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World Factbook (1990) Philippines.jpg

See regional map IX


Total area: 300,000 km²; land area: 298,170 km²

Comparative area: slightly larger than Arizona

Land boundaries: none

Coastline: 36,289 km

Maritime claims: (measured from claimed archipelagic baselines)

Continental shelf: to depth of exploitation
Extended economic zone: 200 nm
Territorial sea: irregular polygon extending up to 100 nm from coastline as defined by 1898 treaty; since late 1970s has also claimed polygonal-shaped area in South China Sea up to 285 nm in breadth

Disputes: involved in a complex dispute over the Spratly Islands with China, Malaysia, Taiwan, and Vietnam; claims Malaysian state of Sabah

Climate: tropical marine; northeast monsoon (November to April); southwest monsoon (May to October)

Terrain: mostly mountains with narrow to extensive coastal lowlands

Natural resources: timber, crude oil, nickel, cobalt, silver, gold, salt, copper

Land use: 26% arable land; 11% permanent crops; 4% meadows and pastures; 40% forest and woodland; 19% other; includes 5% irrigated

Environment: astride typhoon belt, usually affected by 15 and struck by five to six cyclonic storms per year; subject to landslides, active volcanoes, destructive earthquakes, tsunami; deforestation; soil erosion; water pollution


Population: 66,117,284 (July 1990), growth rate 2.5% (1990)

Birth rate: 32 births/1,000 population (1990)

Death rate: 7 deaths/1,000 population (1990)

Net migration rate: -1 migrant/1,000 population (1990)

Infant mortality rate: 48 deaths/1,000 live births (1990)

Life expectancy at birth: 63 years male, 69 years female (1990)

Total fertility rate: 4.3 children born/woman (1990)

Nationality: noun—Filipino(s); adjective—Philippine

Ethnic divisions: 91.5% Christian Malay, 4% Muslim Malay, 1.5% Chinese, 3% other

Religion: 83% Roman Catholic, 9% Protestant, 5% Muslim, 3% Buddhist and other

Language: Pilipino (based on Tagalog) and English; both official

Literacy: 88% (est.)

Labor force: 22,889,000; 47% agriculture, 20% industry and commerce, 13.5% services, 10% government, 9.5% other (1987)

Organized labor: 2,064 registered unions; total membership 4.8 million (includes 2.7 million members of the National Congress of Farmers Organizations)


Long-form name: Republic of the Philippines

Type: republic

Capital: Manila

Administrative divisions: 73 provinces and 61 chartered cities*; Abra, Agusan del Norte, Agusan del Sur, Aklan, Albay, Angeles*, Antique, Aurora, Bacolod*, Bago*, Baguio*, Bais*, Basilan, Basilan City*, Bataan, Batanes, Batangas, Batangas City*, Benguet, Bohol, Bukidnon, Bulacan, Butuan*, Cabanatuan*, Cadiz*, Cagayan, Cagayan de Oro*, Calbayog*, Caloocan*, Camarines Norte, Camarines Sur, Camiguin, Canlaon*, Capiz, Catanduanes, Cavite, Cavite City*, Cebu, Cebu City*, Cotabato*, Dagupan*, Danao*, Dapitan*, Davao City* Davao, Davao del Sur, Davao Oriental, Dipolog*, Dumaguete*, Eastern Samar, General Santos*, Gingoog*, Ifugao, Iligan*, Ilocos Norte, Ilocos Sur, Iloilo, Iloilo City*, Iriga*, Isabela, Kalinga-Apayao, La Carlota*, Laguna, Lanao del Norte, Lanao del Sur, Laoag*, Lapu-Lapu*, La Union, Legaspi*, Leyte, Lipa*, Lucena*, Maguindanao, Mandaue*, Manila*, Marawi*, Marinduque, Masbate, Mindoro Occidental, Mindoro Oriental, Misamis Occidental, Misamis Oriental, Mountain, Naga*, Negros Occidental, Negros Oriental, North Cotabato, Northern Samar, Nueva Ecija, Nueva Vizcaya, Olongapo*, Ormoc*, Oroquieta*, Ozamis*, Pagadian*, Palawan, Palayan*, Pampanga, Pangasinan, Pasay*, Puerto Princesa*, Quezon, Quezon City*, Quirino, Rizal, Romblon, Roxas*, Samar, San Carlos* (in Negros Occidental), San Carlos* (in Pangasinan), San Jose*, San Pablo*, Silay*, Siquijor, Sorsogon, South Cotabato, Southern Leyte, Sultan Kudarat, Sulu, Surigao*, Surigao del Norte, Surigao del Sur, Tacloban*, Tagaytay*, Tagbilaran*, Tangub*, Tarlac, Tawitawi, Toledo*, Trece Martires*, Zambales, Zamboanga*, Zamboanga del Norte, Zamboanga del Sur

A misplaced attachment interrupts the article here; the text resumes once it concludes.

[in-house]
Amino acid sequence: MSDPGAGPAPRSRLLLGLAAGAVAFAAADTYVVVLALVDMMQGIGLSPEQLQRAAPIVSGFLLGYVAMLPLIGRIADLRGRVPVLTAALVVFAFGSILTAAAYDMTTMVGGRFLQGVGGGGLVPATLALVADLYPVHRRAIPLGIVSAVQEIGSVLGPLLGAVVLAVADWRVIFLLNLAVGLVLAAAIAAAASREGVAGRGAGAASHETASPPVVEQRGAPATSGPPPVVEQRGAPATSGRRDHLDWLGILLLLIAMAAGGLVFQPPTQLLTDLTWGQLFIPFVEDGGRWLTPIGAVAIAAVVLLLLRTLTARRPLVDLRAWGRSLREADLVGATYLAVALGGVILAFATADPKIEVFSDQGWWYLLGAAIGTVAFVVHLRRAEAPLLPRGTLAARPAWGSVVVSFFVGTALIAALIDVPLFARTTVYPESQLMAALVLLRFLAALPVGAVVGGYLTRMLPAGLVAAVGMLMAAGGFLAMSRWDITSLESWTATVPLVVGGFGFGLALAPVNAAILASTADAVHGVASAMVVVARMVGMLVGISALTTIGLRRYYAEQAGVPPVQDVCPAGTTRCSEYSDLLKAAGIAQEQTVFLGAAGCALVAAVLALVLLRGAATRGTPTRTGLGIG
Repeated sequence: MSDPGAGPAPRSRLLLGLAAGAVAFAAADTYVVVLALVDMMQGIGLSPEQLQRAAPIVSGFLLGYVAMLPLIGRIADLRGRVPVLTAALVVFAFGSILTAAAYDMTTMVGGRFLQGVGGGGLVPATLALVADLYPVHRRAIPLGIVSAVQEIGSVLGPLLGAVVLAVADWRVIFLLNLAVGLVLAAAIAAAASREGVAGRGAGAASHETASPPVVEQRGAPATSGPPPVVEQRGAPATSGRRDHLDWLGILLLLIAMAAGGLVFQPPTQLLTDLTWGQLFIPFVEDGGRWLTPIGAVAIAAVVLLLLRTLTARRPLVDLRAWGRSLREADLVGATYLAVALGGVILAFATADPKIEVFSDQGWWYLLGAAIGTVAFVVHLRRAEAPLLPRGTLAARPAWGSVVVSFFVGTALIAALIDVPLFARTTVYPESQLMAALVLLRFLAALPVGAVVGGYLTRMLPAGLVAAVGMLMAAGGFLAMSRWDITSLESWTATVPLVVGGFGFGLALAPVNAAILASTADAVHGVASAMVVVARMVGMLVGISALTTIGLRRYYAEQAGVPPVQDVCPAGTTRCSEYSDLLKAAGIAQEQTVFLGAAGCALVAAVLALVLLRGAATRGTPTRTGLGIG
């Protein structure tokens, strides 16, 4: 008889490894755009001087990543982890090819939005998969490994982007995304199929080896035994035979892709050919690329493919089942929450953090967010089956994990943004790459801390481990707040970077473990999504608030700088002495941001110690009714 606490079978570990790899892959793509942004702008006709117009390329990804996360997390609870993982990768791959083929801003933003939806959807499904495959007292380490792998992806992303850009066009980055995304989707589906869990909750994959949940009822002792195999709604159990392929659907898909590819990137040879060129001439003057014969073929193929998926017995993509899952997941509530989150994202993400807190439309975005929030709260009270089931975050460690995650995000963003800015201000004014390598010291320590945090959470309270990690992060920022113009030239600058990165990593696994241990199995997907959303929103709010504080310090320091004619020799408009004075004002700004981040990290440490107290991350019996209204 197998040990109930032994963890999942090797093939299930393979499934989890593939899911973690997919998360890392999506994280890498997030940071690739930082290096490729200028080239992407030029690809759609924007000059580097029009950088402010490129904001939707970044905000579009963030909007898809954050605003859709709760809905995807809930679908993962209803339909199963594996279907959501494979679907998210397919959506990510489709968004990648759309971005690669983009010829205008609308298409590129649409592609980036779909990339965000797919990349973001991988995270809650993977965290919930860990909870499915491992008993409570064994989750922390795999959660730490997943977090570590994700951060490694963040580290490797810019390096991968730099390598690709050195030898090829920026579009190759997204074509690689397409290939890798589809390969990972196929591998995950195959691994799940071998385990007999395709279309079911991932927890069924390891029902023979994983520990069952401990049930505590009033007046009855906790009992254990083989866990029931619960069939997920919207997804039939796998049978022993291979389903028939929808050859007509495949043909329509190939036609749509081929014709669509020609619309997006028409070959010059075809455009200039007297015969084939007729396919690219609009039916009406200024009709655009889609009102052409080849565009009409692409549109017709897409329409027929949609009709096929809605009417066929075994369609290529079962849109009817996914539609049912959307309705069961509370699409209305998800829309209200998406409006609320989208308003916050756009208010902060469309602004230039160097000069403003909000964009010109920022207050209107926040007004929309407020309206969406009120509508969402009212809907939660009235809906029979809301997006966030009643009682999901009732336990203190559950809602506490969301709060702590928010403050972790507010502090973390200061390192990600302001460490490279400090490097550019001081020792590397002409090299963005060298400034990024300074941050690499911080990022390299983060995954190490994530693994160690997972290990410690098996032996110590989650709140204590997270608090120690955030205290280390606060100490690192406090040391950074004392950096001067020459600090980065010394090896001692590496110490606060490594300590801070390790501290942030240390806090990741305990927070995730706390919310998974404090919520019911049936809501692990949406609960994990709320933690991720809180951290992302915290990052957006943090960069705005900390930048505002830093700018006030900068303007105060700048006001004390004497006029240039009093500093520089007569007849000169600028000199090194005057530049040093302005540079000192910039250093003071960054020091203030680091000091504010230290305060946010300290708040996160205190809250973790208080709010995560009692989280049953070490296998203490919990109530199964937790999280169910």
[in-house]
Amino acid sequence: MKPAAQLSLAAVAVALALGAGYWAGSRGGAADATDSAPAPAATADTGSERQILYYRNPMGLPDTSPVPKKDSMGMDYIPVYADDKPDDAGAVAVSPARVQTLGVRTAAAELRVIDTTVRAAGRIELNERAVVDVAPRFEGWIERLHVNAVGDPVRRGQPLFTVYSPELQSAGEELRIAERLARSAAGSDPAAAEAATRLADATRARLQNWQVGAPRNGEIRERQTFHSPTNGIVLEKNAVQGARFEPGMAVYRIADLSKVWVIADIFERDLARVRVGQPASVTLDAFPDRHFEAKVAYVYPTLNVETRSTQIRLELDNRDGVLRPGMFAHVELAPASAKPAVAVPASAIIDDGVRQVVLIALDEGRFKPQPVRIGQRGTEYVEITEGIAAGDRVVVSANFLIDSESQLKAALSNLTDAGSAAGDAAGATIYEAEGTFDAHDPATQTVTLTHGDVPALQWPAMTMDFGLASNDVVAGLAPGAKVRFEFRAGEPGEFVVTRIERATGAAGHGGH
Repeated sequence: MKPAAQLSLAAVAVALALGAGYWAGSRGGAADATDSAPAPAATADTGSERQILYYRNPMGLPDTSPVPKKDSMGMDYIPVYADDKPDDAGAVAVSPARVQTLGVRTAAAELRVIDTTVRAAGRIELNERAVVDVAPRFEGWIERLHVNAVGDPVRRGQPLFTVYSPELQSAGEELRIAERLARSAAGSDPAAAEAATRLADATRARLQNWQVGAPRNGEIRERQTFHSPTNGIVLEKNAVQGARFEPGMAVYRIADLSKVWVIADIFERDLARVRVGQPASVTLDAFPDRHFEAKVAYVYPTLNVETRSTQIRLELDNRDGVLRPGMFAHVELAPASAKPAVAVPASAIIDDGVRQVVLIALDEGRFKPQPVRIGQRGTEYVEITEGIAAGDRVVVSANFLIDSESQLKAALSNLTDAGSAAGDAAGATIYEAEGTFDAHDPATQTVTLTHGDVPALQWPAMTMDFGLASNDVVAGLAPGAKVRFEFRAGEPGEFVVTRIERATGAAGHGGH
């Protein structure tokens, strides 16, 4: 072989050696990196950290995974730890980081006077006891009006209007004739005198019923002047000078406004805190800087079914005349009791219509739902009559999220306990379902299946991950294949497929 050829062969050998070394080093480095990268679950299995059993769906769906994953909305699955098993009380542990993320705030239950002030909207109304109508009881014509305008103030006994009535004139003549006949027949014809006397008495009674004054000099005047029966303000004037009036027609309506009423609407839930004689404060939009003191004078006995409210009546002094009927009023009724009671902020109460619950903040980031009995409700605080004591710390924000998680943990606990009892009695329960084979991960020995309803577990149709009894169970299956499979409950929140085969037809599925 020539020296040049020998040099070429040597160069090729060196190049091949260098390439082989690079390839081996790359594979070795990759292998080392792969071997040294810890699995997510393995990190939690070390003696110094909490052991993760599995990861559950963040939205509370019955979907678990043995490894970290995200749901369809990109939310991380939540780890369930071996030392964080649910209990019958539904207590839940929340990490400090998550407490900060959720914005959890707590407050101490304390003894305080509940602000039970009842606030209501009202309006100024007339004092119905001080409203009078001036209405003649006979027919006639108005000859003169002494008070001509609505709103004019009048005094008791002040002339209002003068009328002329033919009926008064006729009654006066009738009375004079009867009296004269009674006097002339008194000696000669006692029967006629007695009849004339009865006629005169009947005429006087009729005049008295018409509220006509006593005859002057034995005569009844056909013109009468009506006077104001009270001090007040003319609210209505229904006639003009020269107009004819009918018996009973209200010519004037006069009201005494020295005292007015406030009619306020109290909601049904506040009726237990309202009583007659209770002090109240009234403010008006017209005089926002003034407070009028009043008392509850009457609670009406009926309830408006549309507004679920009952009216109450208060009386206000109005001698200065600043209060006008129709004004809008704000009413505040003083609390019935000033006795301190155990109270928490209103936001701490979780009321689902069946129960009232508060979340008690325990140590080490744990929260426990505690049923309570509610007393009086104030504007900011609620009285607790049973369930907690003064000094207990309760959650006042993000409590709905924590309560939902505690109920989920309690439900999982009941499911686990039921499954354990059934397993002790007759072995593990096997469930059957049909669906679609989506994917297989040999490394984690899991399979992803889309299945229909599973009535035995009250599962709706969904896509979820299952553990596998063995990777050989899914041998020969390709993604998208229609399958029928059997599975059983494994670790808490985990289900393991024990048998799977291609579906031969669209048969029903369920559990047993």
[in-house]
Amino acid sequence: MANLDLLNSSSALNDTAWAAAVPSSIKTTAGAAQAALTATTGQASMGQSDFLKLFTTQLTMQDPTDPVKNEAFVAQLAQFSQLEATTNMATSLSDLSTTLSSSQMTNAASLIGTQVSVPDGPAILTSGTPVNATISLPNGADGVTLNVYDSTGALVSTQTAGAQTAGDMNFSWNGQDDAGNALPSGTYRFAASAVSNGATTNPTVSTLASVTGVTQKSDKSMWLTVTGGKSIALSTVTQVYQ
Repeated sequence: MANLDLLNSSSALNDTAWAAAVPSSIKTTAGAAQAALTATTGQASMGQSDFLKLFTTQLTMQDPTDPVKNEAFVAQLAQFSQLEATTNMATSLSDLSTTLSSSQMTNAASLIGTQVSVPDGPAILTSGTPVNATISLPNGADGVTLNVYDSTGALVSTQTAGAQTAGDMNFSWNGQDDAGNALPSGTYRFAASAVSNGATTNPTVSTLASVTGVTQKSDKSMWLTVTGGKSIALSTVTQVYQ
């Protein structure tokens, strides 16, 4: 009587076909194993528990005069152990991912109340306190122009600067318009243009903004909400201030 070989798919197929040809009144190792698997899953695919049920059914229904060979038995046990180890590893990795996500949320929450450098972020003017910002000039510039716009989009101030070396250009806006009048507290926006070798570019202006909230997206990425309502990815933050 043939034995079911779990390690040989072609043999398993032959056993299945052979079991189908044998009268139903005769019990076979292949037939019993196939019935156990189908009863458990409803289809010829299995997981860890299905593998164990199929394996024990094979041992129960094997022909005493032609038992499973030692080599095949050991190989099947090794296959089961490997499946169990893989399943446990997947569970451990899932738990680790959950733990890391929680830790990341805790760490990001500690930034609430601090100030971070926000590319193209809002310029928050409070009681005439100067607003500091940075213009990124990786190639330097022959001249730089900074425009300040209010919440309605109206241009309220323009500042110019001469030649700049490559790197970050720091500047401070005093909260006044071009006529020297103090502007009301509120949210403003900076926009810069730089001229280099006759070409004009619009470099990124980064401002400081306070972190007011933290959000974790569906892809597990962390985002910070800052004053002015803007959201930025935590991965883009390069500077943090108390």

Independence: 4 July 1946 (from US)

Constitution: 2 February 1987, effective 11 February 1987

Legal system: based on Spanish and Anglo-American law; accepts compulsory ICJ jurisdiction, with reservations

National holiday: Independence Day (from Spain), 12 June (1898)

Executive branch: president, vice president, Cabinet

Legislative branch: bicameral Congress consists of an upper house or Senate and a lower house or House of Representatives

Judicial branch: Supreme Court

Leaders: Chief of State and Head of Government—President Corazon C. AQUINO (since 25 February 1986); Vice President Salvador H. LAUREL (since 25 February 1986)

Political parties and leaders: PDP-Laban, Aquilino Pimentel; Struggle of Philippine Democrats (LDP), Neptali Gonzales; Nationalista Party, Salvador Laurel, Juan Ponce Enrile; Liberal Party, Jovito Salonga

Suffrage: universal at age 15

Elections: President—last held 7 February 1986 (next election to be held May 1992); results—Corazon C. Aquino elected after the fall of the Marcos regime;

Senate—last held 11 May 1987 (next to be held May 1993); results—Pro-Aquino LDP 63%, Liberals LDP and PDP-Laban (Pimentel wing) 25%, Opposition Nationalista Party 4%, independents 8%; seats—(24 total) Pro-Aquino LDP 15, Liberals LDP-Laban (Pimentel wing) 6, Opposition 1, independents 2;

House of Representatives—last held on 11 May 1987 (next to be held May 1992); results—Pro-Aquino LDP 73%, Liberals LDP and PDP-Laban (Pimentel wing) 10%, Opposition Nationalista Party 17%; seats—(250 total, 180 elected) number of seats by party NA